The Dallas County Dual Diagnosis Court (DDC) is a post adjudication problem-solving court which integrates therapeutic judicial oversight, specialized treatment and multi-disciplinary case management to persons placed on Felony Probation in Dallas County who ALSO have been diagnosed with a co-occurring disorder.
How do I refer clients to this program?
All clients coming into the Dual Diagnosis Court must be referred directly from the Phoenix House residential Dual Diagnosis Treatment facility, after successful completion of the program.
ATLAS Court - Achieving True Liberty and Success
(Felony Mental Health Court)
Judge Teresa Hawthorne / 203rd Judicial District Court
The ATLAS Court was initiated on January 1, 2006. Clients accepted into this program must have a diagnosed mental health conditions issue and have a motion to revoke probation pending against them. This court works in very close partnership with the county mental health service treatment providers. Clients are monitored by specialized community supervision officers and mental health case managers to insure medication compliance, probation conditions and counseling attendance.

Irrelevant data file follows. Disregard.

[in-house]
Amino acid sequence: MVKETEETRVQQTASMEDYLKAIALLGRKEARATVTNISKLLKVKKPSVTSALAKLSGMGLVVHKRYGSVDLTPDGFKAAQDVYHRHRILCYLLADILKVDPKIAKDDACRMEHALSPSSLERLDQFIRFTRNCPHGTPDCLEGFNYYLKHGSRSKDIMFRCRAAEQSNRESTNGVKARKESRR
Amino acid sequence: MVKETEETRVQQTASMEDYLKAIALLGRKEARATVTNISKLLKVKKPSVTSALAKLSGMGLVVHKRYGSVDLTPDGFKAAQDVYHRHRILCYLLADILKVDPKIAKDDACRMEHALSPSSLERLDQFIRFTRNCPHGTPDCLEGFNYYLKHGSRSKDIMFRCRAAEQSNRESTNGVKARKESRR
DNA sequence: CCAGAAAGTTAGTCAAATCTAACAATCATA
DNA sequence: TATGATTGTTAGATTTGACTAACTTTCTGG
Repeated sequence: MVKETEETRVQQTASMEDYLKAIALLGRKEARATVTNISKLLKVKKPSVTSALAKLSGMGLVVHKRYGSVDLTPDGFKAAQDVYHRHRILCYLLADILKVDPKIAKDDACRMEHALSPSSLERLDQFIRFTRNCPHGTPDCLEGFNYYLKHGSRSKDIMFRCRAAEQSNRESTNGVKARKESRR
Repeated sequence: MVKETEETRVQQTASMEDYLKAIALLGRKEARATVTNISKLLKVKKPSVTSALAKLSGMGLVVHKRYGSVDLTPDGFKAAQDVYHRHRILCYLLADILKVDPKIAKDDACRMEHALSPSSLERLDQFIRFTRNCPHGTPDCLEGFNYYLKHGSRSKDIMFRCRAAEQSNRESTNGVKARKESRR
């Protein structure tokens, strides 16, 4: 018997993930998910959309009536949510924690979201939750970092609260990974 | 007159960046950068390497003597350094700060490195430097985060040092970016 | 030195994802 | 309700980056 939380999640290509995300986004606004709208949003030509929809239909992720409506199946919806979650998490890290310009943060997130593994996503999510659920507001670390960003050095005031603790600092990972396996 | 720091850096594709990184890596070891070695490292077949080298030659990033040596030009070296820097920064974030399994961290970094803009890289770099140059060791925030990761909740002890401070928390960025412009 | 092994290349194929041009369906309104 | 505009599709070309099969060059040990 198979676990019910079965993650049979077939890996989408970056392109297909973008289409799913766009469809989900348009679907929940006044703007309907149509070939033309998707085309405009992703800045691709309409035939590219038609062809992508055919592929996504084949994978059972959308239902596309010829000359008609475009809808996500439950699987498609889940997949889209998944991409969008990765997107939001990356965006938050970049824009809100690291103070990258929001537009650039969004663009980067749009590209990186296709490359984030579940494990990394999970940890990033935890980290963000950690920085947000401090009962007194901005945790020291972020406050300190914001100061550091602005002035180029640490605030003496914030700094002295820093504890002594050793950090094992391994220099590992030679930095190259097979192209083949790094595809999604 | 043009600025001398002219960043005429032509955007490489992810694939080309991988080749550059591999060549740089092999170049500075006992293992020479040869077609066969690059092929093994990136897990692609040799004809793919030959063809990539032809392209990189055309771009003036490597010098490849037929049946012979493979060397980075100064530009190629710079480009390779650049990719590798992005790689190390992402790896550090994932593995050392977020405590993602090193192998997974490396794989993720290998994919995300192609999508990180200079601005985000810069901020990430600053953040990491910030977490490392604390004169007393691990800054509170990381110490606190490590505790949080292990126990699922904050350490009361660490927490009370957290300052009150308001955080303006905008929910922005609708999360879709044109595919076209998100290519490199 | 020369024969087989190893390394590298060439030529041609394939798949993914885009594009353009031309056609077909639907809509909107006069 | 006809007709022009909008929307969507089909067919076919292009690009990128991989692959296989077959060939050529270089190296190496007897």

The program length is 12 months with an average client census of 60 clients.
Defendant must have a current FELONY CASE (Pre/Post Sentence)
- Pre-sentence cases must be recommended by the court.
- Post-sentence must be in revocation status, or in court with a violation
- Must have a ATRS evaluation
Clients must meet the criteria of Axis I Diagnosis and a willingness to work the program, which includes weekly reporting, weekly court appearances, SOP, IOP, and taking prescribed medication.
STAR Court - Strengthening, Transition and Recovery
(Felony Prostitution Court)
Judge Elizabeth Frizell/ Criminal District Court #7